A few weeks ago, the long knives came out for John Carter, in the form of hostile articles in the inside-showbiz press, led by Nikki Finke’s Deadline.com. “ ‘John Carter’ Tracking Shockingly Soft: ‘Could Be Biggest Writeoff Of All Time,’ ” blared a Finke headline. (Tracking is a form of polling used to determine what upcoming films are generating excitement among potential moviegoers. A “writeoff” is when a studio declares a project a dead loss and uses its failure to balance out its successes on its bottom line.) On the Daily Beast website, Chris Lee wrote the movie’s epitaph:
If Hollywood executives don’t know who John Carter is, they certainly know what John Carter is. It’s the kind of cautionary tale that keeps studio chiefs popping Ambien at night: a vanity project with sky-high expectations and a humongous budget that now seems destined to land with a massive thud at the box office.
What this means is that John Carter has become the latest in an endless series of tsk-tsk subjects of Hollywood-run-amok articles and books, as pop-culture spending excesses seem always to generate a kind of thrilled and sickened fascination on the order of reading about the Madoff family. The granddaddy of them all was Cleopatra with Elizabeth Taylor, which took three years to make and cost $48 million in 1963 dollars—the equivalent of $340 million today, meaning that of all the motion pictures ever produced only Avatar cost more in relative terms. Then came Heaven’s Gate (1980), the Michael Cimino movie that destroyed its studio, United Artists, and whose only lasting value is that one of the studio chiefs, Steven Bach, wrote Final Cut about the experience—then and now the best book ever written about Hollywood. That was followed by Francis Ford Coppola’s One from the Heart (1982), which was followed by Howard the Duck (1986), which was followed by Ishtar (1987), which was followed by Waterworld (1995), which was followed by who can even remember what forgettable picture that was never quite as bad as the advance negative publicity made it seem but which wasn’t all that good, either.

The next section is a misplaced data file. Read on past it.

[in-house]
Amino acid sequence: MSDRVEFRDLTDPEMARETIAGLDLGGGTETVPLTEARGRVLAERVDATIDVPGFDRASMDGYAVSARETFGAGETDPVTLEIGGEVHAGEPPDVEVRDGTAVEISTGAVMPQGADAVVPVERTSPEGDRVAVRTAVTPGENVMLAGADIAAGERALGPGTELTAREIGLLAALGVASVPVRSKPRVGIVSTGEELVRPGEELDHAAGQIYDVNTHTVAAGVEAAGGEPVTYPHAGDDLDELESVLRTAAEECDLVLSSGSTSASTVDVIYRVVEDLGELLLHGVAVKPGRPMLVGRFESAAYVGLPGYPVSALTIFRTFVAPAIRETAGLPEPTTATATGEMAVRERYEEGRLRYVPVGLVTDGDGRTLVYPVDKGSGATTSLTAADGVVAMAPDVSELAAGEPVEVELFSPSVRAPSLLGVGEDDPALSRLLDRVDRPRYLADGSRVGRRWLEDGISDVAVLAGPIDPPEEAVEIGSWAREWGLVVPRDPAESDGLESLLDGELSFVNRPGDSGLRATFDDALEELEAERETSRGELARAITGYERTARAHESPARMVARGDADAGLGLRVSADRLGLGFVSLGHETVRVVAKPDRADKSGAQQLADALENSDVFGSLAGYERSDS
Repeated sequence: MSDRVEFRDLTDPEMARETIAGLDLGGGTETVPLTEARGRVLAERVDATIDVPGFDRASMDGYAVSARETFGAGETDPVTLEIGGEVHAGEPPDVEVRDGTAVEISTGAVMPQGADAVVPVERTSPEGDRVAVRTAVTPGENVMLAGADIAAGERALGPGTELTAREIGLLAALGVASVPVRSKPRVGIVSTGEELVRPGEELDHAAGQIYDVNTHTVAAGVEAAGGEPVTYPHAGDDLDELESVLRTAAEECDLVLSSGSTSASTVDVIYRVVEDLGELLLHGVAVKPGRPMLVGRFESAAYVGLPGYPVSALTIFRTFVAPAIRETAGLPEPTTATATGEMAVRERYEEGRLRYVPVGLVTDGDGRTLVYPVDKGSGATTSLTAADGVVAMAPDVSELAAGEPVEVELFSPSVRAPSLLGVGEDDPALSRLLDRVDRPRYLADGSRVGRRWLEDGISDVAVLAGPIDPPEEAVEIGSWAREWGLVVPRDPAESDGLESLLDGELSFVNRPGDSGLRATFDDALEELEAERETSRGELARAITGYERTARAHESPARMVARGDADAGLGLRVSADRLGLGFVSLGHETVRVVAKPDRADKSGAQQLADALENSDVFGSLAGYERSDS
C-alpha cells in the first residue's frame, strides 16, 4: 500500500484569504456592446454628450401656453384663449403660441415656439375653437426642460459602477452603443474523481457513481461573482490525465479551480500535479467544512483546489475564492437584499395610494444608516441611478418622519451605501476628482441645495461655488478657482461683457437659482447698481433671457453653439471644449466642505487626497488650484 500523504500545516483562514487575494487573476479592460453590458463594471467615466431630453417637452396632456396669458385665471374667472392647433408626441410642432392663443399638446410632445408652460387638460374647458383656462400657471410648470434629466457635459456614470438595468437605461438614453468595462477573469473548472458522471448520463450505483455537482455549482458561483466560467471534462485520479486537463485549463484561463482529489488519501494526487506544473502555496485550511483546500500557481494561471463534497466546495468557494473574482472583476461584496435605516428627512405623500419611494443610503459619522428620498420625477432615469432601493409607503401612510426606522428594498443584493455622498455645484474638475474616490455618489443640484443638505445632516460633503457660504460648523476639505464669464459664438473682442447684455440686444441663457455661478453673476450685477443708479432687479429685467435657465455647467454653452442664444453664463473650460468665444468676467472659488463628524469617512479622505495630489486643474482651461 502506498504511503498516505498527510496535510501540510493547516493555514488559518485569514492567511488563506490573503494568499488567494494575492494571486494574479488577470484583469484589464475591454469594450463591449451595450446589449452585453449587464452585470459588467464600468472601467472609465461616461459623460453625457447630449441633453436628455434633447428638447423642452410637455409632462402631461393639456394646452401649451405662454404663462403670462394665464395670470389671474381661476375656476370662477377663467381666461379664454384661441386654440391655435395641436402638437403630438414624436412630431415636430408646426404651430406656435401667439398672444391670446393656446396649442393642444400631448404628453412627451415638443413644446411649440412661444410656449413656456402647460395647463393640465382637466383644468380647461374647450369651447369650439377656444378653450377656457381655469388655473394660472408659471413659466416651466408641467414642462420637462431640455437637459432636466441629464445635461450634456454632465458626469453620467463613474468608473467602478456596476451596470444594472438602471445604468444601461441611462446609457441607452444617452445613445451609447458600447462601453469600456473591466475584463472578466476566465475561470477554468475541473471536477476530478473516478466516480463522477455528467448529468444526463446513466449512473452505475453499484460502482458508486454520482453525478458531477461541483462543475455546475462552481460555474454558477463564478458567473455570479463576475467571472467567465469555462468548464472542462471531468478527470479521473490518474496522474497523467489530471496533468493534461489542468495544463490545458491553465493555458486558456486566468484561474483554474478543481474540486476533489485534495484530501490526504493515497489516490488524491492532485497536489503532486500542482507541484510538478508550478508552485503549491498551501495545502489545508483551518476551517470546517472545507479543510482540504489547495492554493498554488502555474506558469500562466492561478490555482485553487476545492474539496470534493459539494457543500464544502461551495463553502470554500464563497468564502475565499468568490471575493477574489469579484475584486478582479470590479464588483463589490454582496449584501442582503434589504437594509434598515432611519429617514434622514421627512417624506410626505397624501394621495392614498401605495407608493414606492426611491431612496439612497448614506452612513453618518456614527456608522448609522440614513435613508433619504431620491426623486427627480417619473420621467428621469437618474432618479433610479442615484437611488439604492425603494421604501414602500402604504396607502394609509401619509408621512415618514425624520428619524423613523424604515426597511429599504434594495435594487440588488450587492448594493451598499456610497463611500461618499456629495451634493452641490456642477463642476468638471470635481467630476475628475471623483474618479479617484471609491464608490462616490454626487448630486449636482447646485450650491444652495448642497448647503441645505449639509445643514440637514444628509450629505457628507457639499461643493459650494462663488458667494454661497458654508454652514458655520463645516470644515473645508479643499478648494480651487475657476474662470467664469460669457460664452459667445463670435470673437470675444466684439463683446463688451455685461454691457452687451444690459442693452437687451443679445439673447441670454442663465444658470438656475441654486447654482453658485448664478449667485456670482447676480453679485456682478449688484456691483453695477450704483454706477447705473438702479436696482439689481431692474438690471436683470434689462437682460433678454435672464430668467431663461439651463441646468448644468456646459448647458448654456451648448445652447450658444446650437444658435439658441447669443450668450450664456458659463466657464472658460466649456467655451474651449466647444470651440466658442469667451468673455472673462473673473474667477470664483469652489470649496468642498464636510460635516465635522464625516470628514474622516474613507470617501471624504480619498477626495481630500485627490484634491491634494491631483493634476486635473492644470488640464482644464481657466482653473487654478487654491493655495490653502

There have been times, however, when advance articles on potential flops have gotten it almost comically wrong. There were some in the months leading up to the release of Avatar. And most notoriously there was the November 7, 1977, article in New York by William Flanagan, who reported on an advance screening in Dallas of an expensive new film he declared would be “a colossal flop. It lacks the dazzle, charm, wit, imagination, and broad audience appeal of Star Wars.” On the Monday morning when the article came out, there was a flood of “sell” orders on the stock of Columbia Pictures, which had produced the movie in question and was awash in debt.
The subject of Flanagan’s article was Close Encounters of the Third Kind, which had cost $22 million and went on to earn $303 million worldwide. That example demonstrates that everything that has been said and will be said about John Carter before its premiere will prove to be true—unless it’s really, really, really good. In which case it will be a smash, and everything said about it will have been false.
John Podhoretz, editor of Commentary, is The Weekly Standard’s movie critic.